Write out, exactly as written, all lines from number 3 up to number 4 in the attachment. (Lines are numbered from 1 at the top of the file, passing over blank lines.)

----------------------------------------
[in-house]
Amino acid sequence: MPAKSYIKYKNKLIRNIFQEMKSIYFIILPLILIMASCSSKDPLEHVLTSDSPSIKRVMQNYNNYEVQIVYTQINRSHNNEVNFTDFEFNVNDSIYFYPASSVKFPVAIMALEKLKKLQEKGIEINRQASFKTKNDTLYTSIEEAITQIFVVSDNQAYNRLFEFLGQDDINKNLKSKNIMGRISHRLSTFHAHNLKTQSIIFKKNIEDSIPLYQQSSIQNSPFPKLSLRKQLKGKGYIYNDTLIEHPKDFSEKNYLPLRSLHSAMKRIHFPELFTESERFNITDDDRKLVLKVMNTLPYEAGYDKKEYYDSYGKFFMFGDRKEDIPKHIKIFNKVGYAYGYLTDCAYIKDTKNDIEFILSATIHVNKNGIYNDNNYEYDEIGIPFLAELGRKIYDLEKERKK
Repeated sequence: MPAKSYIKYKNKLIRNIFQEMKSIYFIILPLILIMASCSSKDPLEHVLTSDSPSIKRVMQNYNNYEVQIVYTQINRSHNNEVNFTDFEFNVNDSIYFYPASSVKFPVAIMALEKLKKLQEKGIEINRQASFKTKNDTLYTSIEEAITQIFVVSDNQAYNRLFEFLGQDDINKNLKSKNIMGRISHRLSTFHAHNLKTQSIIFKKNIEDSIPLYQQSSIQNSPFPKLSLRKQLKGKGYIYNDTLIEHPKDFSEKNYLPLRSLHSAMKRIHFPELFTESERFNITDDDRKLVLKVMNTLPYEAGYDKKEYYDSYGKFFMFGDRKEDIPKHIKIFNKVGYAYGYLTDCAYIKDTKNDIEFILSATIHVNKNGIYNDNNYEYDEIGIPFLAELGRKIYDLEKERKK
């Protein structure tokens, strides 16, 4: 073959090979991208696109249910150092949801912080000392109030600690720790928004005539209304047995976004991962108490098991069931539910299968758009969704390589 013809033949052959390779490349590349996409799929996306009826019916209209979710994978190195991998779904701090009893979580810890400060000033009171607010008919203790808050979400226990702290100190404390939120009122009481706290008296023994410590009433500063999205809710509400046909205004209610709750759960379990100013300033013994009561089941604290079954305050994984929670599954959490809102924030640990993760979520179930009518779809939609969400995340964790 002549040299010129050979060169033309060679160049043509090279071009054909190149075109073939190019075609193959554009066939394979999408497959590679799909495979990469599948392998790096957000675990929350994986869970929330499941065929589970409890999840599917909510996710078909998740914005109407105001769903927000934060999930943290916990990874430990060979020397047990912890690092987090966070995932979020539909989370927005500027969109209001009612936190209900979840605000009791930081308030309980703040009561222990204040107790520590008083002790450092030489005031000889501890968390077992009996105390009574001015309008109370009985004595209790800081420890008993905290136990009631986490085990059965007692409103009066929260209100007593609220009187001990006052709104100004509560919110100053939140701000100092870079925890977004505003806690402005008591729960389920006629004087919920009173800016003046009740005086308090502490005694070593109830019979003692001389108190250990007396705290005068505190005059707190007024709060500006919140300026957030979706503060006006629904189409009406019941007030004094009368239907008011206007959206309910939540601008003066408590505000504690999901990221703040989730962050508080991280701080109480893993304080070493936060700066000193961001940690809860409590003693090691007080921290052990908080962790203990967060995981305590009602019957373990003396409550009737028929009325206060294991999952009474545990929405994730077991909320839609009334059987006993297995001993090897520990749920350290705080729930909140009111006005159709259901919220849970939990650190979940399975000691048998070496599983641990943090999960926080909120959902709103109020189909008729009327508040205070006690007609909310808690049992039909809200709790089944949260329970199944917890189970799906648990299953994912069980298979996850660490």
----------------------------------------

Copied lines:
Repeated sequence: MPAKSYIKYKNKLIRNIFQEMKSIYFIILPLILIMASCSSKDPLEHVLTSDSPSIKRVMQNYNNYEVQIVYTQINRSHNNEVNFTDFEFNVNDSIYFYPASSVKFPVAIMALEKLKKLQEKGIEINRQASFKTKNDTLYTSIEEAITQIFVVSDNQAYNRLFEFLGQDDINKNLKSKNIMGRISHRLSTFHAHNLKTQSIIFKKNIEDSIPLYQQSSIQNSPFPKLSLRKQLKGKGYIYNDTLIEHPKDFSEKNYLPLRSLHSAMKRIHFPELFTESERFNITDDDRKLVLKVMNTLPYEAGYDKKEYYDSYGKFFMFGDRKEDIPKHIKIFNKVGYAYGYLTDCAYIKDTKNDIEFILSATIHVNKNGIYNDNNYEYDEIGIPFLAELGRKIYDLEKERKK
């Protein structure tokens, strides 16, 4: 073959090979991208696109249910150092949801912080000392109030600690720790928004005539209304047995976004991962108490098991069931539910299968758009969704390589 013809033949052959390779490349590349996409799929996306009826019916209209979710994978190195991998779904701090009893979580810890400060000033009171607010008919203790808050979400226990702290100190404390939120009122009481706290008296023994410590009433500063999205809710509400046909205004209610709750759960379990100013300033013994009561089941604290079954305050994984929670599954959490809102924030640990993760979520179930009518779809939609969400995340964790 002549040299010129050979060169033309060679160049043509090279071009054909190149075109073939190019075609193959554009066939394979999408497959590679799909495979990469599948392998790096957000675990929350994986869970929330499941065929589970409890999840599917909510996710078909998740914005109407105001769903927000934060999930943290916990990874430990060979020397047990912890690092987090966070995932979020539909989370927005500027969109209001009612936190209900979840605000009791930081308030309980703040009561222990204040107790520590008083002790450092030489005031000889501890968390077992009996105390009574001015309008109370009985004595209790800081420890008993905290136990009631986490085990059965007692409103009066929260209100007593609220009187001990006052709104100004509560919110100053939140701000100092870079925890977004505003806690402005008591729960389920006629004087919920009173800016003046009740005086308090502490005694070593109830019979003692001389108190250990007396705290005068505190005059707190007024709060500006919140300026957030979706503060006006629904189409009406019941007030004094009368239907008011206007959206309910939540601008003066408590505000504690999901990221703040989730962050508080991280701080109480893993304080070493936060700066000193961001940690809860409590003693090691007080921290052990908080962790203990967060995981305590009602019957373990003396409550009737028929009325206060294991999952009474545990929405994730077991909320839609009334059987006993297995001993090897520990749920350290705080729930909140009111006005159709259901919220849970939990650190979940399975000691048998070496599983641990943090999960926080909120959902709103109020189909008729009327508040205070006690007609909310808690049992039909809200709790089944949260329970199944917890189970799906648990299953994912069980298979996850660490």